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Florida Beer: Olde Southern Wit From Cask & Larder

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It's #FloridaBeerFriday. Every Friday, we take a look at a beer brewed in the Sunshine State, giving analysis to the burgeoning craft-beer movement of Florida.

This week we've gone on the road to the home of Rollins College, Winter Park, to hit up a swank Southern gastropub serving up on site produced beers alongside Dixie-craft food: Cask & Larder.

See also: Florida Beer: Last Stop IPA From Brew Bus Brewing

The establishment is a recent entry into the craft beer and food business by chef/owners James and Julie Petrakis, who also own The Ravenous Pig in the same town and opened C&L in 2012. But that's the boring bit.

Currently, the brewery section of the eatery is being managed by brothers Scott and Bill Morton, who have years of experience behind them, as head brewer Ron Raike leaves to join Playalinda Brewing in Titusville.

I have no idea if this transition will have had an affect on the beers.

While on a road trip in the area we stopped in, and found ourselves right in the middle of happy hour. Perfect. Can't go wrong with $3 house-made beverages.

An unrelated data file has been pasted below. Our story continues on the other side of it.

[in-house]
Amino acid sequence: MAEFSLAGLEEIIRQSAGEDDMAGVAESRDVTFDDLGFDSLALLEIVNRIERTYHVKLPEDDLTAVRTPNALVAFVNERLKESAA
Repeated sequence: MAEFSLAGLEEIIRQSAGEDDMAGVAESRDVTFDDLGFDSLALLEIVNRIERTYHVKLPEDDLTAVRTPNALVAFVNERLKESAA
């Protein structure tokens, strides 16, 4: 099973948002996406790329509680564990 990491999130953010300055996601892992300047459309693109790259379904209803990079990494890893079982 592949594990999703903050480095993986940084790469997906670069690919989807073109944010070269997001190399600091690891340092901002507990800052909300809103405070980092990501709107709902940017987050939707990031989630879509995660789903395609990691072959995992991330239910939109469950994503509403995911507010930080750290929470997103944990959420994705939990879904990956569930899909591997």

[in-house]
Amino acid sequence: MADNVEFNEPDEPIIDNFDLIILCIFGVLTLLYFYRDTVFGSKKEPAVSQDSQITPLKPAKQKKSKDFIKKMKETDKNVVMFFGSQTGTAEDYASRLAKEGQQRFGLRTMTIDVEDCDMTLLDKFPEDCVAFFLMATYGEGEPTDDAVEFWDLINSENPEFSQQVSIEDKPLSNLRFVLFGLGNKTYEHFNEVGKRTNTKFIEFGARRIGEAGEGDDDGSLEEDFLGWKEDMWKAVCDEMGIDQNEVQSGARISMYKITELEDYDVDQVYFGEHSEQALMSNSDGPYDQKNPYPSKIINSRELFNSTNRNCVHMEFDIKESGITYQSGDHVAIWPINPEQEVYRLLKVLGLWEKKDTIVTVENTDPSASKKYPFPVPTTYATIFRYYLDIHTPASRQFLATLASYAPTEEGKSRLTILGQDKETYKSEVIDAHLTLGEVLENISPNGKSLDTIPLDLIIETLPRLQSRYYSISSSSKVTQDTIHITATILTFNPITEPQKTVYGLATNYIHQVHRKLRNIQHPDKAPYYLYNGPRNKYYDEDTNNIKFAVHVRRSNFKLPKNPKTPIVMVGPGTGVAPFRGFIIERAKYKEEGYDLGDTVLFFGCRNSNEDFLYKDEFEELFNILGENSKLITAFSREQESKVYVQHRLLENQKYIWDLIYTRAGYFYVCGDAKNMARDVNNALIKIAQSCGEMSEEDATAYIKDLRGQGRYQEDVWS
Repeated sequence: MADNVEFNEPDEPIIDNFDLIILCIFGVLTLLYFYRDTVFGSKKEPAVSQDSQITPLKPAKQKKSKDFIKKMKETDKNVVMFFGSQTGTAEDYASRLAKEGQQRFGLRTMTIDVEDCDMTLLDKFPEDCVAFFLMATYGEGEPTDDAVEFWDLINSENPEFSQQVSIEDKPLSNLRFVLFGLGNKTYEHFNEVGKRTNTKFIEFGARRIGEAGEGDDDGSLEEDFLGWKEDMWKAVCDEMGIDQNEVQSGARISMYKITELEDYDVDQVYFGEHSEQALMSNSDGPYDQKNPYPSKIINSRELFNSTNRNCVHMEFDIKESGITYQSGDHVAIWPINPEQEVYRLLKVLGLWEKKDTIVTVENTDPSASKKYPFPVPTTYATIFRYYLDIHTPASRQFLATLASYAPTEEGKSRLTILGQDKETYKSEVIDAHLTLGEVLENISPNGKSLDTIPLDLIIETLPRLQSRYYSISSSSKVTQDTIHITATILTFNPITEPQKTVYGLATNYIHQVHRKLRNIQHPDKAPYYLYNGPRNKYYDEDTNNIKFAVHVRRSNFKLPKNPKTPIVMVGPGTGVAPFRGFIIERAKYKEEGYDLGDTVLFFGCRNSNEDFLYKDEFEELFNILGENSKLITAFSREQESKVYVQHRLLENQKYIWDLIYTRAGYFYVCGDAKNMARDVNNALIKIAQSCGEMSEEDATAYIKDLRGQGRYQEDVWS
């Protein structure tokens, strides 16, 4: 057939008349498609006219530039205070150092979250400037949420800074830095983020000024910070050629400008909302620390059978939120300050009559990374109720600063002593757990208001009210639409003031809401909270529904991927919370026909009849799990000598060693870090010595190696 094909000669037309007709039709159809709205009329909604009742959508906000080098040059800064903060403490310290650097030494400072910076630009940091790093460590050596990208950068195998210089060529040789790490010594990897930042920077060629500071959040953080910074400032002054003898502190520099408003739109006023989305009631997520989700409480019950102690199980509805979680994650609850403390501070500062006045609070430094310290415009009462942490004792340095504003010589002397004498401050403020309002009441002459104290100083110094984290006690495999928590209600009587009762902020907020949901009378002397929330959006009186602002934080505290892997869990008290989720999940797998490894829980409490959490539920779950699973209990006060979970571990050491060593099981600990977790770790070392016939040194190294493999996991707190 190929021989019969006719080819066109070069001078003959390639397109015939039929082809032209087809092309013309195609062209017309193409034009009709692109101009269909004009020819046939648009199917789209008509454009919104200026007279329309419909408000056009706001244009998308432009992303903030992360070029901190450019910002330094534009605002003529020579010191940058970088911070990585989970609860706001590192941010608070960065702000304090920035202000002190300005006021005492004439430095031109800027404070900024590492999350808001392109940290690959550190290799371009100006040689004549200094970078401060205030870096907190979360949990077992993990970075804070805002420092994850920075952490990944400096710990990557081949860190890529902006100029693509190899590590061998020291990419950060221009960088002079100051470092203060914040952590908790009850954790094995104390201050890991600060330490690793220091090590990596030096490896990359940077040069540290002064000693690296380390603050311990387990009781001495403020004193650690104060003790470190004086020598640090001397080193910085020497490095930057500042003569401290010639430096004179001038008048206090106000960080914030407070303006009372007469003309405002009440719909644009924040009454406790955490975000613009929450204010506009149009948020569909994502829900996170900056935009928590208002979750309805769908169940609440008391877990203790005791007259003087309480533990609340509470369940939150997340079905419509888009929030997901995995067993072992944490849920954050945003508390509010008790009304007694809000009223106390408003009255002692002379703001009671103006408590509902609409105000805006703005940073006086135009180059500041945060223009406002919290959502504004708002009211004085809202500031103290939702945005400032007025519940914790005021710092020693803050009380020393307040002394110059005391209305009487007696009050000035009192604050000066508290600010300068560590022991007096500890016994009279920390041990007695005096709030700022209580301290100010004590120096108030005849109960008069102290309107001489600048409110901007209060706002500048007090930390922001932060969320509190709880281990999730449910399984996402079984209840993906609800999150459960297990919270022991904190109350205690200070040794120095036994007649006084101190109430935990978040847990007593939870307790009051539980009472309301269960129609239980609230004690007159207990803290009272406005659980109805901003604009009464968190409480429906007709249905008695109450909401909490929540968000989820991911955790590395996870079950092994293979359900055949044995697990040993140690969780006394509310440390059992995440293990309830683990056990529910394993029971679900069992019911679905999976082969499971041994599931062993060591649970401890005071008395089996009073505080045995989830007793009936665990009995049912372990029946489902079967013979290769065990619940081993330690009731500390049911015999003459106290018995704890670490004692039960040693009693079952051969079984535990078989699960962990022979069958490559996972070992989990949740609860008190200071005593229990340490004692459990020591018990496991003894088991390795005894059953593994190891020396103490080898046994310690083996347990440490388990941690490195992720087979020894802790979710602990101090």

Our server listed off the more popular beers, and one was selected from that list that the locals seemed to gravitate towards: the Olde Southern Wit.

This is a beer that comes out thick, orange, and hazy. Just the way Belgian wheat beers should. It arrives with almost no beer foam, and looks more like a juice than a beer. I'd expect more frothiness from something containing wheat in the mash.

The aroma and flavors remind of orange creamsicle, but with some dry bittering at the middle and a lot of lingering coriander spice. Lots of coriander. Bitter orange peel and coriander.

At 4.8% abv, this is in the low range by American craft standards, but sufficient for Belgian wheat beers. It's an intriguing effort by a small gastropub (the brewhouse looks to be about 20 barrels) in the Winter Park area. While there weren't a lot of variety on tap at the time we went, there were hints in Untappd of some more culinary treatments to some of their standard house beers.

Follow #FloridaBeerFriday for more reviews of Sunshine State brews.

Get out there and #DrinkLocal.

Doug Fairall is a craft beer blogger who focuses on Florida beers and has been a homebrewer since 2010. For beer things in your Twitter feed, follow him @DougFairall and find the latest beer pics on Instagram.



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